The last Christian president

Just days short of his 82nd birthday, the U.S. president handled the heat of a Nevada afternoon fine. He sat patiently listening to the speeches of Northern Nevada Democrats, smiling widely for individuals with cameras.

I stood near the front of a surprisingly small crowd. I’d expected the Manzanita Bowl on the University of Nevada, Reno campus to be packed. Even though Jimmy Carter’s agenda was obvious—campaigning for his son Jack Carter, a Nevada candidate for U.S. Senate, it’s not often a former president visits, especially one who’s a Nobel Peace laureate.

Finally Carter took the stage and addressed everything on my mind.

He’s deeply frustrated that we’ve transformed the goodwill of the world in the wake of Sept. 11, 2001, into a widespread disrespect for U.S. foreign policy. Recent reports—from Republican administration agencies—concur that our “preemptive” war in Iraq has exacerbated terrorist threats, making the world a more dangerous place.

Who’s in charge of our nation’s policies? Carter calls it like it is.

“I’ve noticed gas prices are going down,” he said. “Why do you suppose that is?”

Of course, Republican leaders are telling supporters from Exxon and Halliburton, “Hey, lower prices for the next few weeks.” People will feel better about voting Republican. It’s such an obvious mind game. Yet I stood in the sun thinking how well this works in a nation where the top-rated TV show is American Idol.

Carter’s rightly ashamed of our human rights record, furious that we’re imprisoning men without trials and flouting the Geneva Convention. He’s distressed over the disastrous negligent tactics that characterize the United States’ relationship with Iran and North Korea. When President Bush dubs these nations part of the Axis of Evil and then forcibly occupies Iraq, these nations begin to see nuclear weapons programs as justifiable defenses.

Carter’s been through this before.

In 1994, it looked like North Korea had the capability to reprocess fuel rods from nuclear power plants into weapons-grade plutonium. Operation Desert Storm had made North Korea nervous. Would U.S. forces build up in South Korea—to be deployed against the North?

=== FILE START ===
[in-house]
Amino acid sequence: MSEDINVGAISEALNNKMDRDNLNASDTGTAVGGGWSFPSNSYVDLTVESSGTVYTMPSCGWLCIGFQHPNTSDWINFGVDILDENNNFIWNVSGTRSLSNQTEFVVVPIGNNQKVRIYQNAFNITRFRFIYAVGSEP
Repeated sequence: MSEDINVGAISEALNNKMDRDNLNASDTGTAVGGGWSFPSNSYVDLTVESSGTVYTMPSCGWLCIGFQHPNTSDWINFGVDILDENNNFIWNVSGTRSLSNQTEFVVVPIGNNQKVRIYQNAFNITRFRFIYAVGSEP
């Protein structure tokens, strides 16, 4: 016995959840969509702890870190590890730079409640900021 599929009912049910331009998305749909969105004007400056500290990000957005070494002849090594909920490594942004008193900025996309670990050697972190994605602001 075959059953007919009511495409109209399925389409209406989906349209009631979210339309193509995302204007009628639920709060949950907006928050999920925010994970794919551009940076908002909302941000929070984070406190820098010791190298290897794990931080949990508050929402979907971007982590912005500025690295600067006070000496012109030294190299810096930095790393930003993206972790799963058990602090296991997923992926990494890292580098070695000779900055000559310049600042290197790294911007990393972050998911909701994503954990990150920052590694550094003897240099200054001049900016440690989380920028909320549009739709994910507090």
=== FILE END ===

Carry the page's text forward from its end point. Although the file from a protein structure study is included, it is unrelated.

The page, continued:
The Clinton administration had no plan for communicating with the government of North Korea.

Carter, who’d studied nuclear physics and reactor technology in college, was invited to visit North Korea. Though the Clinton administration wouldn’t grant Carter the right to represent the U.S. government, Carter traveled on his own to meet Kim Il Sung. Not only did Carter help stabilize the situation, he also paved a way for talks between North and South Korea—something Carter at the time called a “miracle.”

Imagine that. A bold leader who used diplomacy to defuse tense foreign conflicts.

Not that many—from Clinton to the American public—felt much gratitude toward Carter.

This baffles me. Here’s a man who lives his Christian faith at the deepest levels—and yet in 1980, evangelicals in the United States overwhelmingly chose a right-wing, pro-corporate, failed movie star over a compassionate leader. Carter inherited a mess. Yet he had the potential to instill our nation with productive attitudes toward energy use, sound environmental ideals and fair labor policies for workers. His goals were blissfully simple—liberty and justice for all.

He didn’t just claim Jesus Christ was his favorite philosopher (as Bush does), but Carter didn’t even put his lifelong career as Sunday School teacher on hold during his stint as U.S. president. (Can you see Dubya teaching from the Bible’s Book of James. where “true religion” is defined as taking care of orphans and widows?)

After campaigning for his son across Nevada, Carter was heading to India where his organization, Habitat for Humanity India, plans to build homes for 250,000 people by 2010.